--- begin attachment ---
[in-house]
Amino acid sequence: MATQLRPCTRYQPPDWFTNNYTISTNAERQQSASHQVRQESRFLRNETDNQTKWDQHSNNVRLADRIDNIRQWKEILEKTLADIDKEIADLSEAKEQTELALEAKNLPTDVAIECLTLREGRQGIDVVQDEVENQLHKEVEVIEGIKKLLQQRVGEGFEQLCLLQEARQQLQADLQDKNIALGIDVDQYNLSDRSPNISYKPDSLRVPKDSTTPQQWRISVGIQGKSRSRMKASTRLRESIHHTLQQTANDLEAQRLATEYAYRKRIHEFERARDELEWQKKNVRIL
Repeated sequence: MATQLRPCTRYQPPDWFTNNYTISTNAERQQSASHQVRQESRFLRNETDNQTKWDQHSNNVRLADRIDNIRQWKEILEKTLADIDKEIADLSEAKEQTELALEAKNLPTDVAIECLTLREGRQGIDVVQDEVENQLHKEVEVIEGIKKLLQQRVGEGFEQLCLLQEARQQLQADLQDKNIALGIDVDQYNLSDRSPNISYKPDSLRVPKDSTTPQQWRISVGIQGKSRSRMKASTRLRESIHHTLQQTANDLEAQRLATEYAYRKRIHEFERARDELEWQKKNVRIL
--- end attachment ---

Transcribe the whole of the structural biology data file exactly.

[in-house]
Amino acid sequence: MATQLRPCTRYQPPDWFTNNYTISTNAERQQSASHQVRQESRFLRNETDNQTKWDQHSNNVRLADRIDNIRQWKEILEKTLADIDKEIADLSEAKEQTELALEAKNLPTDVAIECLTLREGRQGIDVVQDEVENQLHKEVEVIEGIKKLLQQRVGEGFEQLCLLQEARQQLQADLQDKNIALGIDVDQYNLSDRSPNISYKPDSLRVPKDSTTPQQWRISVGIQGKSRSRMKASTRLRESIHHTLQQTANDLEAQRLATEYAYRKRIHEFERARDELEWQKKNVRIL
Repeated sequence: MATQLRPCTRYQPPDWFTNNYTISTNAERQQSASHQVRQESRFLRNETDNQTKWDQHSNNVRLADRIDNIRQWKEILEKTLADIDKEIADLSEAKEQTELALEAKNLPTDVAIECLTLREGRQGIDVVQDEVENQLHKEVEVIEGIKKLLQQRVGEGFEQLCLLQEARQQLQADLQDKNIALGIDVDQYNLSDRSPNISYKPDSLRVPKDSTTPQQWRISVGIQGKSRSRMKASTRLRESIHHTLQQTANDLEAQRLATEYAYRKRIHEFERARDELEWQKKNVRIL